They first appeared in the late 13th century and gained popularity through the 15th sometimes becoming ostentatious jewel-encrusted presentation books and falling out of favour late in the 16th century, when printed books had become much more common. Another possible reason for their decline was the relatively small number of specialized girdle-protected texts becoming outdated with little need to replace them. In an environment of increasingly cheap printing it was simpler to replicate texts than spend time preserving individual manuscripts. The intricately constructed girdle bindings were simply impractical after a certain point.
There are hundreds of artistic representations of girdle books. Their popularity in art indicates a much wider distribution and adoption of the girdle book as a binding than surviving copies suggest. A list of 150 examples “shows the proportion of representation in painting and in sculpture [as] almost equal.” However, only 23 medieval girdle books have survived in their original binding, the oldest datable example being from Kastl, Germany (ca. 1453). At least part of the reason for the small number of surviving examples stems from the fact that the use of the girdle book was largely confined to a narrow area from the Netherlands to the Upper Rhine Valley.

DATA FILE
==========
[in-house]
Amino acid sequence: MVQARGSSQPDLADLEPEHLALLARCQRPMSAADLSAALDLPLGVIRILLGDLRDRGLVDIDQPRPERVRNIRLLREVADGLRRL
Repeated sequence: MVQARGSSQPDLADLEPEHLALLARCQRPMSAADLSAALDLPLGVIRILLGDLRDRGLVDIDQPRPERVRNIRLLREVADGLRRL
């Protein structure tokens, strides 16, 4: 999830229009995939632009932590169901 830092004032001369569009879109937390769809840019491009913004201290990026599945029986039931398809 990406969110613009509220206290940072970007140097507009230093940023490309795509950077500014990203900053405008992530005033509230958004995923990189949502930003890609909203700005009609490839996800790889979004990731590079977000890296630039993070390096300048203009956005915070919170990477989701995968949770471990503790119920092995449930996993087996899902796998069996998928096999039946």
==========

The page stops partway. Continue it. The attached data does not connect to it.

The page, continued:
Although not strictly girdle books, several other types of portable books were in use during the same time period. Some larger books had rings attached to the standard binding so a cord could be slipped through them and wrapped around the waist. Other books were small enough that they could be worn around the neck. A small chain looped through a ring or two at the top of the binding was all that was necessary to make it portable. Finally, a fourth type of portable book was the vade mecum (go with me), consisting of a booklet or folded sheets that contained an almanac or medical information and could be suspended from a belt. The text on a vade mecum would be arranged in such a way as to be legible as someone unfolded the parchment, rather than having to constantly reorient the sheets.